Connecting Air Pollution and Metabolic Syndrome

By Michelle Werts posted 03-26-2014 17:49


More than 30 percent of the US population has metabolic syndrome, which is the name for a group of factors that increase the sufferer’s risk of heart disease, diabetes, stroke, and other health problems. While researchers have connected high-calorie, high-fat diets and sedentary lifestyles to the increase in metabolic syndrome in developed countries, others are looking into whether or not air pollution is also contributing to the epidemic, which was the topic of today’s Symposium Session titled “Exploring the Interface between Air Pollution and Metabolic Syndrome: The Bittersweet Dilemma.”

The first presenter was Dr. James R. Sowers, who discussed the integrated approaches being pursued to study the constellation of factors involved in insulin resistance and associated cardiorenal metabolic disease. Dr. Sowers research ties together metabolic, immunological, and inflammatory abnormalities with cardiovascular and kidney diseases.

Next up, Dr. Robert Brook shared the results of his research into the effect of short-term exposures to real-world, relevant levels of fine particle air pollution on humans. Particularly, he examined the exposure’s effect on insulin resistance. In longer-term epidemiological studies, his team confirmed that the insulin resistance related to air pollution exposures that occurred in short-term exposure can increase the risk for developing diabetes mellitus.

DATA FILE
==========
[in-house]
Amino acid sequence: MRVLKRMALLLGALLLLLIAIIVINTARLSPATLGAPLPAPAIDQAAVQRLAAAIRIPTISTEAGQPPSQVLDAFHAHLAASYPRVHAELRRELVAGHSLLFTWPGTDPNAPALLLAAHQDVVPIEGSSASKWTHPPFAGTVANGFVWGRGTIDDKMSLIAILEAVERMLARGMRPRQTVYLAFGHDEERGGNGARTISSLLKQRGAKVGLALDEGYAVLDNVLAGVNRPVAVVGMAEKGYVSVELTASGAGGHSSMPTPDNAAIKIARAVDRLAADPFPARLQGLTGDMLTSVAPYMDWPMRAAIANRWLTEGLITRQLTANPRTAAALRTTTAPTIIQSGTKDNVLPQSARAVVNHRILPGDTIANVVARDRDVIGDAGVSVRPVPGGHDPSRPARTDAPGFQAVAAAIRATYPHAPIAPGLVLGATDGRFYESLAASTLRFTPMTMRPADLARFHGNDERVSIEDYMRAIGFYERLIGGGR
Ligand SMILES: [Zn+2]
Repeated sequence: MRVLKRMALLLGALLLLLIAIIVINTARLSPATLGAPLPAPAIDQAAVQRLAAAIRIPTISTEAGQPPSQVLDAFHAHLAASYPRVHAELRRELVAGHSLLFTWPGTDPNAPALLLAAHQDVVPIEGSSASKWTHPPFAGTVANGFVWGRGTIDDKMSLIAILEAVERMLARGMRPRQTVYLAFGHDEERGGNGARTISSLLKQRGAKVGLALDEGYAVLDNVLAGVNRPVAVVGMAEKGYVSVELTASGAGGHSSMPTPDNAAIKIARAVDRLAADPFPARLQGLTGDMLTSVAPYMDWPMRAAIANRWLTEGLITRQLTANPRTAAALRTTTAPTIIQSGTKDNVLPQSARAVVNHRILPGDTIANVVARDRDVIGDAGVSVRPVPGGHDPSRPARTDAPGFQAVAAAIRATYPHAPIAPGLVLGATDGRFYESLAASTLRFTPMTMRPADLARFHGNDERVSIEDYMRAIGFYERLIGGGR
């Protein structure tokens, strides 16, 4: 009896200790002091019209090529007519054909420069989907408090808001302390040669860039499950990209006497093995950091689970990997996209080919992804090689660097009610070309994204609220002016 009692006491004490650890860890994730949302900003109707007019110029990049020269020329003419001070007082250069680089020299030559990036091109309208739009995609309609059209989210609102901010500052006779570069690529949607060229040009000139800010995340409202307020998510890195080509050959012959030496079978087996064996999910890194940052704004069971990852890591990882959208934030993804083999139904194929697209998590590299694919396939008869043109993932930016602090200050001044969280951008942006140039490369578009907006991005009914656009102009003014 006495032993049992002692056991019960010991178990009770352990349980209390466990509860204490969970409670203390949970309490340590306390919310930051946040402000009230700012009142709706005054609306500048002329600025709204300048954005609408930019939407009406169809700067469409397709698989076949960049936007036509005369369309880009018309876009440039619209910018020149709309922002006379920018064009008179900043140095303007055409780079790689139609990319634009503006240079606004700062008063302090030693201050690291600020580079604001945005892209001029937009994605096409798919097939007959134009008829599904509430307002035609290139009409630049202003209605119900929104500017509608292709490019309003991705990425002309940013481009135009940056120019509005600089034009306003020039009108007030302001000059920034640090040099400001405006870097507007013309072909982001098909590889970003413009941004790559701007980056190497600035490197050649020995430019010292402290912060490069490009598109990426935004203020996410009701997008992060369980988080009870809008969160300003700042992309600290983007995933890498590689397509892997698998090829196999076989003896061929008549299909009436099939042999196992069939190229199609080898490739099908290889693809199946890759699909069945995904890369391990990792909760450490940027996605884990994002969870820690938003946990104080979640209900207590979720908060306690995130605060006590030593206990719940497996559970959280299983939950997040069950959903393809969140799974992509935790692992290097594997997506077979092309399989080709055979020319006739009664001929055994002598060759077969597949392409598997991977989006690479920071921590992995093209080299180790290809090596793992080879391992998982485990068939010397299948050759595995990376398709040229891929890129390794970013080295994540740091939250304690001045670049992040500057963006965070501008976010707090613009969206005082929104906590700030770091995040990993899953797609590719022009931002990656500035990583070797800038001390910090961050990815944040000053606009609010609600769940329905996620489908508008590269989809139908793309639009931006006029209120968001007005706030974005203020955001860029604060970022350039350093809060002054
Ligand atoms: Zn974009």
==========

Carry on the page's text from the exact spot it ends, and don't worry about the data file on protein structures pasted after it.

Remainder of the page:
Session Co-Chair Dr. James G. Wagner, presented information on the question of whether or not some people are more susceptible to the adverse health effects of air pollution. His studies showed adverse cardiovascular responses in animals with metabolic syndrome.

Dr. Stephanie A. Shore focused on the ability of obesity to augment responses to ozone. She says that most of what we know about ozone impacts on the lungs is derived from studies in lean subjects, while little is known about how obesity alters the equation. Her experiments in mice show that obese mice are extremely sensitive to ozone-induced effects that would promote asthma.

The other session co-chair, Dr. Urmila P. Kodavanti, concluded the session with her research showing that the whole body’s metabolism temporarily shifts in response to ozone exposure. Her research indicates that exposures that occur over longer periods of time can alter the body in ways that make it more susceptible to diabetes or obesity.